“There’s a sense that the rest of us can’t compete,” Dunn said. “So we don’t have our own culture anymore. We don’t have our own cultural voice. We’re just passive consumers to what they choose to send us. One of the big deals for The Tape-beatles is that we wanted to say that’s not how it is at all. We still can have a voice. We don’t have to sound like that in order to be saying something true and real and making some perfectly valid and interesting and entertaining commentary about society.”

One irony here is that, in many cases, especially on the new release, the re-appropriated samples come complete with the high production values The Tape-beatles so gallantly lament. Welcome to the ironic and contradictory world of The Tape-beatles.

The Italian critic mentioned above called The Tape-beatles “pioneers of applied plunderphonics,” plunderphonics being the term coined for this musical genre by Canadian composer John Oswald with the 1989 release of that name that sampled freely from the work of people like Michael Jackson (whose record company sued), Bing Crosby, Glenn Gould and Public Enemy. The West Coast cut-and-paste ensemble Negativland are the best-known practitioners of plunderphonics, having been sued by U2’s record company.

But were The Tape-beatles really pioneers of a movement that can arguably be credited with pioneering the type of sampling so common in today’s hip-hop, rap and their spawn? The critic Baroni’s assessment must be taken with a grain of salt since so much of what has been written about The Tape-beatles, crunchy with irony, can be traced back to the band members themselves.

Getting to the bottom of it

This writer sat down with two of the three Tape-beatles at The Mill restaurant in Iowa City to try and get to the bottom of things, to figure out who they are and what they mean—in essence, to “meet” them, upon excuse of their new release. Homey and solid, The Mill at first seems like the wrong place in which to interview people who are here and there famed for hijacking consoling ’50s slogans, “cutting up” catchy Beatles’ songs and, God forbid, being more about ideas than anything you can touch, smell or dance to.

It seems unnatural even for two Tape-beatles to be in one place at the same time. Normally 35-year-old Heck is in Prague, waitering in French restaurants or checking coats alongside elderly Czech ladies in the building where the late, great Czechoslovakia was signed into statehood in 1918. Heck was in Iowa City to care for his ailing mother (who died in December). Dunn, 42, makes his home in Iowa City and holds down a multi-media job with the University of Iowa College of Medicine. Johnson, 35, the missing Tape-beatle, lives in San Leandro, Calif., where he works as something called an intranet administrator at Mills College.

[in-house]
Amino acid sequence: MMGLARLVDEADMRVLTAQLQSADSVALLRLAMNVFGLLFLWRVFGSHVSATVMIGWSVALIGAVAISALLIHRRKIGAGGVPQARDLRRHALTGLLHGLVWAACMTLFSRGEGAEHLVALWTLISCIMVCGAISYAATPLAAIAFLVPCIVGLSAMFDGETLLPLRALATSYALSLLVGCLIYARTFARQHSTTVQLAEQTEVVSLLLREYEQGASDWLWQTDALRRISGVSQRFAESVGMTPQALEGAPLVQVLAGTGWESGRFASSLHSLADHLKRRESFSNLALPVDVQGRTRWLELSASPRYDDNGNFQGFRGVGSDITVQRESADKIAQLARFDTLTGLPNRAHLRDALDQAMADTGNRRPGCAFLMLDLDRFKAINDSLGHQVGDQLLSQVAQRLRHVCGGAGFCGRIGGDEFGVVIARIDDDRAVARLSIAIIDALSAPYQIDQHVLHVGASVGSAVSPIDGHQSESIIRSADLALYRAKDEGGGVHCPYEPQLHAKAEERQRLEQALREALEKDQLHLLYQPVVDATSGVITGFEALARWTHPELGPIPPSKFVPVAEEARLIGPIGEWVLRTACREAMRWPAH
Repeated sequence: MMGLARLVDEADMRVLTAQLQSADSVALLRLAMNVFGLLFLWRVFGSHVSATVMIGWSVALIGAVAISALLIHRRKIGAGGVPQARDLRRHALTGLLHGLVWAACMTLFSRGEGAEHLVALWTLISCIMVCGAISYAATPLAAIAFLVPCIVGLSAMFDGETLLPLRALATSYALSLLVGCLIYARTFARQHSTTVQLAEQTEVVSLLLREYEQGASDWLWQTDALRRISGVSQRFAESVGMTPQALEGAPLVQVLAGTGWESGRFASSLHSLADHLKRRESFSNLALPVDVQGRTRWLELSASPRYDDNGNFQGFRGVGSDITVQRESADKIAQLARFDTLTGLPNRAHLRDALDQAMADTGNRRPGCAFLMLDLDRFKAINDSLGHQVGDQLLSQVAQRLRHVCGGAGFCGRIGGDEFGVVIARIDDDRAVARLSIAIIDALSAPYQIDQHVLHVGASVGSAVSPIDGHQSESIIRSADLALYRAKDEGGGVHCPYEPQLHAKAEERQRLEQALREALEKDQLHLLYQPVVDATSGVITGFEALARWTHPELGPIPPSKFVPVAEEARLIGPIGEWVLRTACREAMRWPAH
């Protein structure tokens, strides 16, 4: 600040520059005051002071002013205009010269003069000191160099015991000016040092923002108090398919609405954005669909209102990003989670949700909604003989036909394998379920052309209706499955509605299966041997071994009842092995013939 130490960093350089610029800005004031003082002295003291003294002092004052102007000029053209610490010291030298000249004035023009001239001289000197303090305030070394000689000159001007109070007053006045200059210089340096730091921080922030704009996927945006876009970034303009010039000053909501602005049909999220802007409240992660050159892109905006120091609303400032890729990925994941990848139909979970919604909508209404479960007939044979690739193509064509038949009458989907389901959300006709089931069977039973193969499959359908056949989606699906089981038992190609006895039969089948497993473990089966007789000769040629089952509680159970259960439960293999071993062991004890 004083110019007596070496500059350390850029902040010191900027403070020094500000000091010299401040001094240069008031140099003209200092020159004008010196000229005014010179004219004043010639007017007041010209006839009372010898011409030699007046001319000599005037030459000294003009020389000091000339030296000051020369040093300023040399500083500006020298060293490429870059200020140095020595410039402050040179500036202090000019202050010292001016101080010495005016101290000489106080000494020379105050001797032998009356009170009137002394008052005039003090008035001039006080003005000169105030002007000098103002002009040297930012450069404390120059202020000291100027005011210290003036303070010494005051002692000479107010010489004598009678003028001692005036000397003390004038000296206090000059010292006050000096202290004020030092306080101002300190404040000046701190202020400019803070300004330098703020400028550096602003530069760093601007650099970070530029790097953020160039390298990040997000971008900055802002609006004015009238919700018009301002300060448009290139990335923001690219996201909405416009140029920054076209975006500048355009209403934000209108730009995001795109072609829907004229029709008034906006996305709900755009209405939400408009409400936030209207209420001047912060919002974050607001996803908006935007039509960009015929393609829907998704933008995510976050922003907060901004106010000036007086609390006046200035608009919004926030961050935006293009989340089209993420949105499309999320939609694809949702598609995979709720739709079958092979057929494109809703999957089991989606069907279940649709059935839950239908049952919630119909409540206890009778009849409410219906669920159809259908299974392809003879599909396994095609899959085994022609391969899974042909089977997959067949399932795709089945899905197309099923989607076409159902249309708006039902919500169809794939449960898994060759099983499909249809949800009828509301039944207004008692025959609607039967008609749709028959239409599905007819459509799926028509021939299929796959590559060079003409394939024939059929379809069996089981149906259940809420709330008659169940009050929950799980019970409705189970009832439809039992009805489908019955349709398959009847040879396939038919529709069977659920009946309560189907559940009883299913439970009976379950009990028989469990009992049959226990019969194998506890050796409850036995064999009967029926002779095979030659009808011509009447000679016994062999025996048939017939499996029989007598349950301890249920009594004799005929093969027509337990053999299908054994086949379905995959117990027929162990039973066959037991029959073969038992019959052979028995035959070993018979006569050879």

The three Iowa natives founded the group in 1987 with the now departed—not dead, he works for the Federal Reserve Bank in Chicago—Paul Neff. (Linda Morgan Brown, Iowa City, was also a member 1989-94.) Although they actually rubbed elbows on a regular basis in Iowa City as UI art students, The Tape-beatles collaborate now mostly via computer modem. They resort to snail mail for exchange of cumbersome raw sound files.

The Tape-beatles’ are emblematic of everything happening now at a million bytes per second at the interface of culture and technology, where adults in Des Moines telecommute to jobs, and have affairs with people, in Moosejaw; where on the Internet, kids can grab the latest Rage Against the Machine for free and then turn around and burn CDs of their own stuff and sell it; where the mass media are both splintering into a zillion different channels, publications and web sites and, through concentration of ownership, moving toward becoming one mass medium. The Tape-beatles step into this maelstrom with arms, eyes, ears, mouths and minds wide open.

Well, not exactly. Although they are consumers like the rest of us, they tend to be wary, bemused, sometimes outraged shoppers.